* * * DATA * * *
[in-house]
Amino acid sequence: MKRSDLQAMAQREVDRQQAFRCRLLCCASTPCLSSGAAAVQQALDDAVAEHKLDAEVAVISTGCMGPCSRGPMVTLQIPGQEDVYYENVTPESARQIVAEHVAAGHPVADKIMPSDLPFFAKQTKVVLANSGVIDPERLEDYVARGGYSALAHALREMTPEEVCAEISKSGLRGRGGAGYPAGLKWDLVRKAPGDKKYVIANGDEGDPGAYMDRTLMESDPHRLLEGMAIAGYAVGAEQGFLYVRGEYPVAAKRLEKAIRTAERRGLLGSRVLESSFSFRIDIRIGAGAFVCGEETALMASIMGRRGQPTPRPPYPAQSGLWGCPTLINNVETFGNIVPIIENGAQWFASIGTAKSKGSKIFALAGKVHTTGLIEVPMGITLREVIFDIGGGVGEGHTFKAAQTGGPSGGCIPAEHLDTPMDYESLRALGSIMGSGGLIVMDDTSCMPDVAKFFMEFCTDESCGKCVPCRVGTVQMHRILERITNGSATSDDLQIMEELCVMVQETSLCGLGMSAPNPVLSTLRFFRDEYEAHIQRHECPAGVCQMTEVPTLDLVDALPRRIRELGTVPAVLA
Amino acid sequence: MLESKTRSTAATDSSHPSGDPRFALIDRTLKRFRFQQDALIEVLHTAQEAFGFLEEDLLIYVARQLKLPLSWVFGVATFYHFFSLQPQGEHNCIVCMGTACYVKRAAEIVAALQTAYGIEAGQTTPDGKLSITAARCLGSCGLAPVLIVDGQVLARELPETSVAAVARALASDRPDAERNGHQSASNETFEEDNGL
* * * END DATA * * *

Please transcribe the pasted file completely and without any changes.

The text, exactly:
[in-house]
Amino acid sequence: MKRSDLQAMAQREVDRQQAFRCRLLCCASTPCLSSGAAAVQQALDDAVAEHKLDAEVAVISTGCMGPCSRGPMVTLQIPGQEDVYYENVTPESARQIVAEHVAAGHPVADKIMPSDLPFFAKQTKVVLANSGVIDPERLEDYVARGGYSALAHALREMTPEEVCAEISKSGLRGRGGAGYPAGLKWDLVRKAPGDKKYVIANGDEGDPGAYMDRTLMESDPHRLLEGMAIAGYAVGAEQGFLYVRGEYPVAAKRLEKAIRTAERRGLLGSRVLESSFSFRIDIRIGAGAFVCGEETALMASIMGRRGQPTPRPPYPAQSGLWGCPTLINNVETFGNIVPIIENGAQWFASIGTAKSKGSKIFALAGKVHTTGLIEVPMGITLREVIFDIGGGVGEGHTFKAAQTGGPSGGCIPAEHLDTPMDYESLRALGSIMGSGGLIVMDDTSCMPDVAKFFMEFCTDESCGKCVPCRVGTVQMHRILERITNGSATSDDLQIMEELCVMVQETSLCGLGMSAPNPVLSTLRFFRDEYEAHIQRHECPAGVCQMTEVPTLDLVDALPRRIRELGTVPAVLA
Amino acid sequence: MLESKTRSTAATDSSHPSGDPRFALIDRTLKRFRFQQDALIEVLHTAQEAFGFLEEDLLIYVARQLKLPLSWVFGVATFYHFFSLQPQGEHNCIVCMGTACYVKRAAEIVAALQTAYGIEAGQTTPDGKLSITAARCLGSCGLAPVLIVDGQVLARELPETSVAAVARALASDRPDAERNGHQSASNETFEEDNGL